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In August 2013, four teenagers — Jose Quiroz, Blake Layman, Anthony Sharp and Levi Sparks were charged with the felony murder of their friend, Danzele Johnson who died at the hands of a third party. Penn Law professor Marsha Levick is working to overturn their verdict.

Levick is Chief Counsel and Deputy Director of the Juvenile Law Center, and champions cases like this one, Layman v. Indiana and Sparks v. Indiana, known as the Elkhart Four. The center has advocated in many landmark cases, most notably — Roper v. Simmons (2005), which abolished the death penalty for juveniles.

On Oct. 3, 2012, five young males, three of them underage, attempted to burglarize a household in Elkhart County, Ind. After determining if anyone was home, the five entered the home of Rodney Scott. To their surprise, Scott was in fact home. In self-defense, Scott opened fire upon them, leaving Layman wounded and Johnson dead. At the trial in August, the four teenagers were found guilty of felony murder and sentenced to 55 years in prison.

Levick and the Juvenile Law Center is focusing on a more specific area of this national felony murder discussion.

“We aren’t attacking felony murder wholesale, but rather we are concerned that the courts are holding juveniles to the same level of accountability as adults under the same set of circumstances.”

Less than two weeks ago, the Free-the-Elkhart-4 website released a statement that the Court of Appeals for Indiana approved an amendment to the amicus curiae submitted by the Juvenile Law Center in support of defendants Layman and Sparks.

On behalf of the Juvenile Law Center, Levick and Scott F. Bieniek signed this brief in support of the defense’s appeal. “At the Law Center we have the means and the expertise to help our colleagues across the country construct their arguments and frame them in the best light for trial hearings,” Levick said. “The precedent case law — Roper v. Simmons, Graham v. Florida and J.B.D. v. North Carolina — and the scientific research in brain development both point to the recognition that juveniles are inherently different from adults in their perception of risk and foreseeability for judgement and decision-making.”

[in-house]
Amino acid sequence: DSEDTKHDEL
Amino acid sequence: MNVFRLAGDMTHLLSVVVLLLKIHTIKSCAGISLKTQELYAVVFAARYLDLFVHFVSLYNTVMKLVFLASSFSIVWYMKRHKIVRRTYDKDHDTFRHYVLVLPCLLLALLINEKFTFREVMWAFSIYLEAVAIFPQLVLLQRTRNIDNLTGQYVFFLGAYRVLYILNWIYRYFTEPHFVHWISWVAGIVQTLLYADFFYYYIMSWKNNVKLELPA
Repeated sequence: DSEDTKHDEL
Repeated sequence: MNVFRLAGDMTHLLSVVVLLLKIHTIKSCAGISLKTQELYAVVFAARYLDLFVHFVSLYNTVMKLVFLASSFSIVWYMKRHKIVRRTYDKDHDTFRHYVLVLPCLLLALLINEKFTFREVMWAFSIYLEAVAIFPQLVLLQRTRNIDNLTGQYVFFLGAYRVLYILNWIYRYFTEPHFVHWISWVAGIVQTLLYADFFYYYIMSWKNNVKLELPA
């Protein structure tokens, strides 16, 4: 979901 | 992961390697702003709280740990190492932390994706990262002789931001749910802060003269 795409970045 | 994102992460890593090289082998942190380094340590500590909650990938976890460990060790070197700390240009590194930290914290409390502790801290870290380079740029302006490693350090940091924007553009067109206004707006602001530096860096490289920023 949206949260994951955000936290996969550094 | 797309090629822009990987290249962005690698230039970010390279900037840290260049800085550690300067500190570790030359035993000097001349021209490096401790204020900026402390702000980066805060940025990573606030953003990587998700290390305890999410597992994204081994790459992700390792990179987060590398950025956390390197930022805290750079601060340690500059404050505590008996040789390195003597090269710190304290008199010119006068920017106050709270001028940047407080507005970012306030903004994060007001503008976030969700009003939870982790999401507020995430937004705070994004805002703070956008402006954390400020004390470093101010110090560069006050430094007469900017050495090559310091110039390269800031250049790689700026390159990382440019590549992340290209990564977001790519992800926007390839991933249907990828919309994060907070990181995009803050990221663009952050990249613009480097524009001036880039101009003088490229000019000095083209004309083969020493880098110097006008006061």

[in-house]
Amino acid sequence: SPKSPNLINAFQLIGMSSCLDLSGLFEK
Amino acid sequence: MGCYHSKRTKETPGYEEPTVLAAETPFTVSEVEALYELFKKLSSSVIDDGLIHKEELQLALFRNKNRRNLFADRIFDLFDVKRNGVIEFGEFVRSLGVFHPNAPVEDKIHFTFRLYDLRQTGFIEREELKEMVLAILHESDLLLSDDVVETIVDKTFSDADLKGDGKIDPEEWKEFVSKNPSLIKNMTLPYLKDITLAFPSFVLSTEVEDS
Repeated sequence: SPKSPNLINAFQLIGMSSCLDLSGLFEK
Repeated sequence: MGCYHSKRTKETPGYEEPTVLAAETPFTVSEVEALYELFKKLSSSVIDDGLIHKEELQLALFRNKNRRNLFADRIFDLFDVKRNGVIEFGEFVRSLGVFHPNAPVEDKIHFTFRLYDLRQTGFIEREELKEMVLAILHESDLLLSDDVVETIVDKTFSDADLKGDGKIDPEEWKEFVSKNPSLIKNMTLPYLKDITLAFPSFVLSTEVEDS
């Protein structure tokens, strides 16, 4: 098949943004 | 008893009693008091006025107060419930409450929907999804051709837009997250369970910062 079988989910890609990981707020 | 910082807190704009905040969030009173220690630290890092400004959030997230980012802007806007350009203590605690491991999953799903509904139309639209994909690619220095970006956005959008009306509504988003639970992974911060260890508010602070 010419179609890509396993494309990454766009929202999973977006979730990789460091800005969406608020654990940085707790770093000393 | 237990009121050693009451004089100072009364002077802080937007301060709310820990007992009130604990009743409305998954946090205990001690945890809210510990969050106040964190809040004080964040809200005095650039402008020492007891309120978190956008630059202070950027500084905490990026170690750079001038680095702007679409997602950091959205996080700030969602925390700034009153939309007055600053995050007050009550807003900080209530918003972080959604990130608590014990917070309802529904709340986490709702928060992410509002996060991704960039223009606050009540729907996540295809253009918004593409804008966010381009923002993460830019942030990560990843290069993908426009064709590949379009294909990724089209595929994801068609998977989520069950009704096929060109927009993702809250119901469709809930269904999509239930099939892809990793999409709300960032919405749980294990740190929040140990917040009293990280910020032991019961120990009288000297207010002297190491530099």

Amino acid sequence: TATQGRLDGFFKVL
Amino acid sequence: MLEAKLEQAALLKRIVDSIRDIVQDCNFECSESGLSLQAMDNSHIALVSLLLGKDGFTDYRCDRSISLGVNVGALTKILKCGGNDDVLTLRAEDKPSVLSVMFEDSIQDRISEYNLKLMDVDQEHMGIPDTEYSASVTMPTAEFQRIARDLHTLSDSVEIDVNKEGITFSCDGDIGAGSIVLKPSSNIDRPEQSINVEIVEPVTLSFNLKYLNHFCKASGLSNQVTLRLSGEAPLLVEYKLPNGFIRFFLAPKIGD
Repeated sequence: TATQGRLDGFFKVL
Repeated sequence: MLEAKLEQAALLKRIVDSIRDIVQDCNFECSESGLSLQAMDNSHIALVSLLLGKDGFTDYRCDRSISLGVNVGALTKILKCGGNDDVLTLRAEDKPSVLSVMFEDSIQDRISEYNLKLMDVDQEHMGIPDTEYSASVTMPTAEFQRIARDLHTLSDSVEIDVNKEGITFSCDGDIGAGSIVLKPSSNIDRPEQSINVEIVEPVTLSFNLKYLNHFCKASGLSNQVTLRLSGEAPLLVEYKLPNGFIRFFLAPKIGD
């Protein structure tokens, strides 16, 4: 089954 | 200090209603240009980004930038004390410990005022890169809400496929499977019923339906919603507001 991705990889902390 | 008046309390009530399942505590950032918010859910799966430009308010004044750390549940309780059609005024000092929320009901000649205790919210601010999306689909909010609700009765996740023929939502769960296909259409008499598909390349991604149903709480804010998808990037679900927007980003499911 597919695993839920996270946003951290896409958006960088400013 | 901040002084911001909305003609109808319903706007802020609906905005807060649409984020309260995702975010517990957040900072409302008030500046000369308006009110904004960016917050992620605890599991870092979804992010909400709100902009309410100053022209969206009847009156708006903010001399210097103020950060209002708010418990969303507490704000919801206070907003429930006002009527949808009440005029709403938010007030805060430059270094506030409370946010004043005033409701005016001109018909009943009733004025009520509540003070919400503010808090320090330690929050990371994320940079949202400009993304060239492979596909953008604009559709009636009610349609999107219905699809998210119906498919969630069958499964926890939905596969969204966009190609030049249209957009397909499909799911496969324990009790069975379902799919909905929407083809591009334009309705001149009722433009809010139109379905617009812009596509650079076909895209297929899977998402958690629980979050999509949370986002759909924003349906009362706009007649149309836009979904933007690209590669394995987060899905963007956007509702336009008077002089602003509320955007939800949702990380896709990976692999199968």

In February 2015, the Indiana Supreme Court heard oral arguments on the case to determine if there is reasoning to overturn felony murder conviction. The opposing side argued that since the felony murder doctrine was approved by the state, the statute is fair and that it was passed to deter individuals from taking part in dangerous activity.

In response to the theory of deterrence, Levick said, “It is an important argument to consider, but there is not much evidence that kids will be deterred by the severe consequences if they do not think about them to begin with.”

Students weighed in on the discussion, being a few years older than the individuals convicted.

“While I do not condone the actions of the teenagers, I would have to disagree with the murder charge. The fact that you can legally pin something on someone that they did not do is concerning,” College freshman Nick DeMarie said. “They should not have full responsibility for the murder. Rather, the Indiana statute should allow for different degrees of what constitutes felony murder just as there are different degrees of murder itself.”

College sophomore Joseph Martin, agreed with DeMarie. “I can reasonably see how the prosecution, in their efforts to seek justice, would charge the murder of Johnson to the surviving burglars because had they not attempted to burglarize the house in the first place, the murder would not have taken place,” he said. “Yet, I do not think that the four teenagers should be facing such harsh penalties because they are not solely responsible for the death; they did not pull the trigger.”

“I chose to advocate for this case because the sentences were especially severe — it wasn’t even a co-defendant that pulled the trigger — and this is the most extreme form of felony murder responsibility you will ever see,” Levick said. “And whether we win or lose this case, felony murder applied to juveniles as well as a general doctrine will continue to be debated on a widespread scale, as the statute is ripe for review.”

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